Santa Barbara

Streb/Ringside

Museum of Contemporary Art Santa Barbara

The events that comprised “Action Occupation,” a series of performances by Elizabeth Streb’s decade-old group Streb/Ringside, were a cross between acrobatics and modern dance, fighting and flying, football and ballet. Bodies plummeted through space, slammed against walls, dangled precariously from harnesses, battered each other, or lay inert, waiting to be crushed. At their best, the “Action Occupation” events were exhilaratingly energetic; at their worst, they resembled an amateur game of rugby, in which chaotically hurtling bodies threatened to reduce each other to heaps of motionless flesh.

Streb cites the dancers Merce Cunningham, Trisha Brown, and Lucinda Childs as influences, but her work definitively strips dance of its elegance as well as its capacity to reference the outside world. That is, Streb orchestrates the aggressive movements of her dancers with seemingly no other goal than exploring what, in her view, is the transcendence of the body itself (in an accompanying CD-ROM interview, she intones, “I believe that the human body has no limits”).

In Wall, 1991, bodies slammed against, slithered behind, and mounted a taut vertical surface; in Rise, 1995, a man and a woman hanging from a pole twirled around a large circle drawn on the floor, casting dramatic shadows fully visible only to the members of the audience who were standing in an extended balcony (viewers moved around to different sites within the cavernous exhibition space for each piece). Here, unusually, Streb sketched a potential message, but one that was largely invisible to those viewers standing on the floor. The shadowy traces evoked nothing so much as the taut silhouetted contours of “Vitruvian Man” (the body traced and subdivided, the subject rationalized through the proportions of the corpus), except that here “man” was doubled into man/woman, and put into motion.

The most powerful pieces transgressed Streb’s stated desire to raise the body above the worldly, stressing the brutish and sweaty business of living—the sheer physical effort required to counteract the forces of gravity (both physical and emotional). In Little Ease, 1985, a solo piece in which Streb pushed frantically against the confines of a large box that seemed suspended in midair, she extended the body-art strategies of artists such as Joan Jonas and Vito Acconci to explore the ways in which space delimits corporeal movement and expression. In Lookup!, 1993, the only group piece to accentuate rather than downplay the intense exertion required of Streb’s exaggeratedly acrobatic choreography, four performers were suspended on harnesses from a huge wall; their “dance” horizontal, moving out over the audience members, who, as the bodies were lowered, instinctively moved back in order to avoid the ominously gyrating bodies and their drips of sweat.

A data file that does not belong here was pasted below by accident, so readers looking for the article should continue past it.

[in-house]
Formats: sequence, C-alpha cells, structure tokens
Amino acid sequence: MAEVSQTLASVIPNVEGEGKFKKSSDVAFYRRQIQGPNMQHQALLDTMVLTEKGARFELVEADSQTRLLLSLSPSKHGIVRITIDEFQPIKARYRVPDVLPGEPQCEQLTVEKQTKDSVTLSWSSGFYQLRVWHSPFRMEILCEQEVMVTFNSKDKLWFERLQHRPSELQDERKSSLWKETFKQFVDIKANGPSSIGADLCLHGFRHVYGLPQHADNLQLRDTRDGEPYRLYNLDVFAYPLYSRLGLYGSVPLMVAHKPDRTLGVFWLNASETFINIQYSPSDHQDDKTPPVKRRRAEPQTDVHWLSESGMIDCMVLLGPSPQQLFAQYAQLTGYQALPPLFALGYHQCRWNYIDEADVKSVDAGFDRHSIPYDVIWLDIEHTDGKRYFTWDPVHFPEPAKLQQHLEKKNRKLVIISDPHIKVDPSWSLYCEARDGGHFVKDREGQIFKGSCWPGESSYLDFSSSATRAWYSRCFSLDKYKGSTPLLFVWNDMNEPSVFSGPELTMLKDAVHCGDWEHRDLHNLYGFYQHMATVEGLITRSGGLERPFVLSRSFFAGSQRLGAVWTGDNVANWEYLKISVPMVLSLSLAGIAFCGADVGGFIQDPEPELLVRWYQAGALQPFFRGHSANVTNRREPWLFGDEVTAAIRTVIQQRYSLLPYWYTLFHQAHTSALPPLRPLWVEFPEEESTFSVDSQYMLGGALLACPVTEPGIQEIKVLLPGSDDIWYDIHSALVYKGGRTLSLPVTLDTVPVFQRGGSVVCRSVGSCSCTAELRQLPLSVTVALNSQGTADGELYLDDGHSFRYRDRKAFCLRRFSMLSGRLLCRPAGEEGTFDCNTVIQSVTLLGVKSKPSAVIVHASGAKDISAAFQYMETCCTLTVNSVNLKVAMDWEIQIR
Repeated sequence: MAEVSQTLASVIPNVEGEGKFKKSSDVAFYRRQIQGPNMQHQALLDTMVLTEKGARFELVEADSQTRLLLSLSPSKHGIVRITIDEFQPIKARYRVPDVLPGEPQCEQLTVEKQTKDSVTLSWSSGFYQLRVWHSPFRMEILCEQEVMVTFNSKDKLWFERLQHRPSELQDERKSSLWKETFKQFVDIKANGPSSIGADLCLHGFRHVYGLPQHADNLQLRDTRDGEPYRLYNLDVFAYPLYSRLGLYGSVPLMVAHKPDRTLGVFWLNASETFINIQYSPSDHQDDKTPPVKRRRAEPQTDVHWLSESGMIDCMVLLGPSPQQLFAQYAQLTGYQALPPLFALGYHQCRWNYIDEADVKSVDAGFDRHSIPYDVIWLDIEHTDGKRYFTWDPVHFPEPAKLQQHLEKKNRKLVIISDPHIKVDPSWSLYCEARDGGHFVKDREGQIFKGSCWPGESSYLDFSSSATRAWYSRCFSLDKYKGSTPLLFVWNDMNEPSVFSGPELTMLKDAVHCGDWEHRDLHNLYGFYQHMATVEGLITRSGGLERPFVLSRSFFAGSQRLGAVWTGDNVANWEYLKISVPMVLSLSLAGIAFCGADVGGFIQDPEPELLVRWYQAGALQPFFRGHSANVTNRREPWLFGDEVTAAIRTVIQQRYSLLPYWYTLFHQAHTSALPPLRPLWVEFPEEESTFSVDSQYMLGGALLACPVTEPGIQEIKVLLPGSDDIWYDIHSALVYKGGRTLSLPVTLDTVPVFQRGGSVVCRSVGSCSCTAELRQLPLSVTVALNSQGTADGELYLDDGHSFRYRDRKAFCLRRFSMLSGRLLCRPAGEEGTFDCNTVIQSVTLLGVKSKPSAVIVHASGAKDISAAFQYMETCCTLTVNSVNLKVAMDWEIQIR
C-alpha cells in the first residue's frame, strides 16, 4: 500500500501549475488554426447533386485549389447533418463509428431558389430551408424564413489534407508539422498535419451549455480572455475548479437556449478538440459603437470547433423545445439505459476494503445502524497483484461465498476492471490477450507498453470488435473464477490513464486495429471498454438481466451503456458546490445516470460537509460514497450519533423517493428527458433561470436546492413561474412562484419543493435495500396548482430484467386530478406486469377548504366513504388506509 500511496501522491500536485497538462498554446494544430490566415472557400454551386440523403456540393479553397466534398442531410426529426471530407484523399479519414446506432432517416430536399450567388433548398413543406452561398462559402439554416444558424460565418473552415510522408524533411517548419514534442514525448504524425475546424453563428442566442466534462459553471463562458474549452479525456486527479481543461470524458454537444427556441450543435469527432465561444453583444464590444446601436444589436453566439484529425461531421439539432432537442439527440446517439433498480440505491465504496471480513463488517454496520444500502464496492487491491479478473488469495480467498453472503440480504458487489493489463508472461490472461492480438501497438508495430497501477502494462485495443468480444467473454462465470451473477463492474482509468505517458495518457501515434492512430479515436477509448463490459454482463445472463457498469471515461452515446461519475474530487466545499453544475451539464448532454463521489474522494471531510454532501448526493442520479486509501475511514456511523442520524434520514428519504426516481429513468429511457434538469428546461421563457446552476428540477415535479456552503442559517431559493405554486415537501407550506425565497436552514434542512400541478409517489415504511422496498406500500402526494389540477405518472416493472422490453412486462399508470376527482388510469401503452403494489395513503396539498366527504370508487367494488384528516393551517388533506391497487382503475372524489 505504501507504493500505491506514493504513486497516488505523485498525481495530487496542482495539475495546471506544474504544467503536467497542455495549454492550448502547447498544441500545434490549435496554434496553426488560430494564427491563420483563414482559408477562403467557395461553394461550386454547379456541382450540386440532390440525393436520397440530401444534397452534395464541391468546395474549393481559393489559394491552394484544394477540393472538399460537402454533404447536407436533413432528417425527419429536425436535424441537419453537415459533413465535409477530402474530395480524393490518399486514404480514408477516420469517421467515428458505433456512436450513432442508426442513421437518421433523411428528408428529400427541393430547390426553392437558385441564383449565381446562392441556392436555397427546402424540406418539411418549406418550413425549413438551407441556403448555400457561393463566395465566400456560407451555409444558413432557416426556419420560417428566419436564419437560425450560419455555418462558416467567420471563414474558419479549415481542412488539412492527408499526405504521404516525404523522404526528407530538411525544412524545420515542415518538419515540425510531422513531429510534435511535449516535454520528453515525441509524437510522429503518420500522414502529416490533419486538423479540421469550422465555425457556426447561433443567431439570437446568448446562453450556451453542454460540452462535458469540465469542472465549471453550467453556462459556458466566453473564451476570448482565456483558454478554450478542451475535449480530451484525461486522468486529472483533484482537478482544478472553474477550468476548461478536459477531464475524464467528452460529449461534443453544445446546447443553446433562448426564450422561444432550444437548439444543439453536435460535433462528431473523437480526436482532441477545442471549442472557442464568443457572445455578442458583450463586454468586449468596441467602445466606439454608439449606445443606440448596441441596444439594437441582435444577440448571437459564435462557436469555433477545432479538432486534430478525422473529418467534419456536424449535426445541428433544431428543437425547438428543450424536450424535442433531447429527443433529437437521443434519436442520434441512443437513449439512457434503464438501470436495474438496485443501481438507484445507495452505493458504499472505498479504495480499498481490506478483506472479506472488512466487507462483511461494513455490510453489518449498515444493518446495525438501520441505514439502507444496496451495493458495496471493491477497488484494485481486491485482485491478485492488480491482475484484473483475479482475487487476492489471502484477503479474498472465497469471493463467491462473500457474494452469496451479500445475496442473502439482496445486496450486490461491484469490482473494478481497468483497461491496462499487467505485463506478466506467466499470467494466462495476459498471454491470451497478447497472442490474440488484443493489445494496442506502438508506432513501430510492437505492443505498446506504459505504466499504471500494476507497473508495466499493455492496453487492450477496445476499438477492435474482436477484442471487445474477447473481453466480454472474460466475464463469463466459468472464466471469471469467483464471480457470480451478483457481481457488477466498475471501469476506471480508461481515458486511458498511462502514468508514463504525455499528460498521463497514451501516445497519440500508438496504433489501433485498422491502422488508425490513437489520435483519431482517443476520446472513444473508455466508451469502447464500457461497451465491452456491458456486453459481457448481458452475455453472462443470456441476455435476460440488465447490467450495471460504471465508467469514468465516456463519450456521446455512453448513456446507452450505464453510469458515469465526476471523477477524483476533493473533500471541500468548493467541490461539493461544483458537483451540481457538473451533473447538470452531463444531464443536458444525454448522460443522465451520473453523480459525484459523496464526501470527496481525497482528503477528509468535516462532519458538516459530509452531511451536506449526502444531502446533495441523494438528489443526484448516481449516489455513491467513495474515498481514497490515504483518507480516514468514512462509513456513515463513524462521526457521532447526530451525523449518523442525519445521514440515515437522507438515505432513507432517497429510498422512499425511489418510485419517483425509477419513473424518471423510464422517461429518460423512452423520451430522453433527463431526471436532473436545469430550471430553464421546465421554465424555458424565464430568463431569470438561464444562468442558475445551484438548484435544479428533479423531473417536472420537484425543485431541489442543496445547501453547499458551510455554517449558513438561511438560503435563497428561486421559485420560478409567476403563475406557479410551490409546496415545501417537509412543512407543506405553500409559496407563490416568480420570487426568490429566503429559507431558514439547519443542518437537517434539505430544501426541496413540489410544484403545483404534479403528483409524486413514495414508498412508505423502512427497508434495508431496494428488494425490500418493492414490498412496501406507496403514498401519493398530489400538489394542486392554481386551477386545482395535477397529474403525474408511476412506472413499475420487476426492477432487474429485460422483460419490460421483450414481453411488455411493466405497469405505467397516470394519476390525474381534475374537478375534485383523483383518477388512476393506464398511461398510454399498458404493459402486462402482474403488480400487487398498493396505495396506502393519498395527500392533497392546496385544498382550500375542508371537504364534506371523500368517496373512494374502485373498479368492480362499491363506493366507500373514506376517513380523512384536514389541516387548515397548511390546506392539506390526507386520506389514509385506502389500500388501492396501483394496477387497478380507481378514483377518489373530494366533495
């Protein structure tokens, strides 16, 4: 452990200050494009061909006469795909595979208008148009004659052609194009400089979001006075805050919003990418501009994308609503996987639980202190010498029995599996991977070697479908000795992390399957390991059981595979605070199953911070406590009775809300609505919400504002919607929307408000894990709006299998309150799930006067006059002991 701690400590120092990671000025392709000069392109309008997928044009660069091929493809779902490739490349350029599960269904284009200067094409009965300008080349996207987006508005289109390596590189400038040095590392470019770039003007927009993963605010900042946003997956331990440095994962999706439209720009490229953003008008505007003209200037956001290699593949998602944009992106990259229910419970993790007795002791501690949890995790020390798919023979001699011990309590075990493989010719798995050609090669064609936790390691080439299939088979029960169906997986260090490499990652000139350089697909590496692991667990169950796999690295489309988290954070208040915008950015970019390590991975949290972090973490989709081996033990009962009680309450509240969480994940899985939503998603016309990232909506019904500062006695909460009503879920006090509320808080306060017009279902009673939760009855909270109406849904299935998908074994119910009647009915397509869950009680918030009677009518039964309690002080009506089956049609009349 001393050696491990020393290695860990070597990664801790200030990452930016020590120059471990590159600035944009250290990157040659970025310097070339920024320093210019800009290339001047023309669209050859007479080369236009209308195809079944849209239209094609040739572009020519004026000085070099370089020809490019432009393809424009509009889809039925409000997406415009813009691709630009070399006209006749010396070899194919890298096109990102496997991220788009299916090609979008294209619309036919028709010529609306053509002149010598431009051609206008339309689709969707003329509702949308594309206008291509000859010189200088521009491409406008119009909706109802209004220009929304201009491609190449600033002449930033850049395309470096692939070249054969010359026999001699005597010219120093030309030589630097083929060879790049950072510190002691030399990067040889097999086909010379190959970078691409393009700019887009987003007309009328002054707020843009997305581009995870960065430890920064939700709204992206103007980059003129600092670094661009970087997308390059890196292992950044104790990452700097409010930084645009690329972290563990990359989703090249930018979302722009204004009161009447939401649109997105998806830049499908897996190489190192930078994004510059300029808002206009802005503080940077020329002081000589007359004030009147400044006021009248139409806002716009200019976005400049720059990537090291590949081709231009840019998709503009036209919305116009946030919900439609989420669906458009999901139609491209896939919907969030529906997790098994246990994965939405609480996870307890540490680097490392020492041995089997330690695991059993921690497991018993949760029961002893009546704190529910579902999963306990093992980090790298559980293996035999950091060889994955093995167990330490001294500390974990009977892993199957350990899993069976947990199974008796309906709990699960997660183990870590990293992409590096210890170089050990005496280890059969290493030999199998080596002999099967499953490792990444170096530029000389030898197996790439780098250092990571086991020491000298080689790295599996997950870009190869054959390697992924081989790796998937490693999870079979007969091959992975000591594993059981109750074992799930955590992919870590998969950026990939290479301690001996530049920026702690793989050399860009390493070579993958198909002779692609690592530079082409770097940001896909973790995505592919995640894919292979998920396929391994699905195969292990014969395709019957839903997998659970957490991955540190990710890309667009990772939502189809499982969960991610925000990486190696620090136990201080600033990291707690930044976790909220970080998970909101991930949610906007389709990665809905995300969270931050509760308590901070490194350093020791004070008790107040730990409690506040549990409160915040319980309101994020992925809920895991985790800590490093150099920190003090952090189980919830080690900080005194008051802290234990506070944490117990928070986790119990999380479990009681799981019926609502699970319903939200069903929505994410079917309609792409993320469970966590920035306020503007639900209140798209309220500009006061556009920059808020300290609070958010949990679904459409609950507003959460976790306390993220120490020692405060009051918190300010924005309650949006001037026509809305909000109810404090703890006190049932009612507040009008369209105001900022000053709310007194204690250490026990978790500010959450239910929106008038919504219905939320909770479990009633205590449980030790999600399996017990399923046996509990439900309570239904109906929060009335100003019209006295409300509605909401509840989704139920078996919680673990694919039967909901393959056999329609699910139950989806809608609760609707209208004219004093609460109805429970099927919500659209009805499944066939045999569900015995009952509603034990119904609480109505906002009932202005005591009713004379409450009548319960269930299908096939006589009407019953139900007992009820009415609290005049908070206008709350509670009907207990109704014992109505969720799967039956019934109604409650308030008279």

Streb’s disappointing discussion of her own work in the CD-ROM project detracts from the explosive athletics of the performances and the exuberant eloquence of the performers. In contradiction to Streb’s verbal assertion of the body’s transcendence, the power of her choreography proves nothing more than the severe limits experienced by bodies in the world. The thud of flesh against flesh, against walls and floors, should have alerted Streb to the intractable materiality of the human body, and to the possibility of giving her work a political inflection.

Although Streb/Ringside was spectacularly successful in its commissioned goal of reigniting the long-dark space of the Temporary Contemporary (a goal realized in part as a result of Heather Carson’s powerful lighting designs), the group was less successful in marking the sociocultural implications of such spaces and the actions/occupations that take place in them. Here, audience members could retreat to avoid the impending threat of these multicolored, multigendered, and multisexed bodies flying through space. I would have made them taste the sweat.

Amelia Jones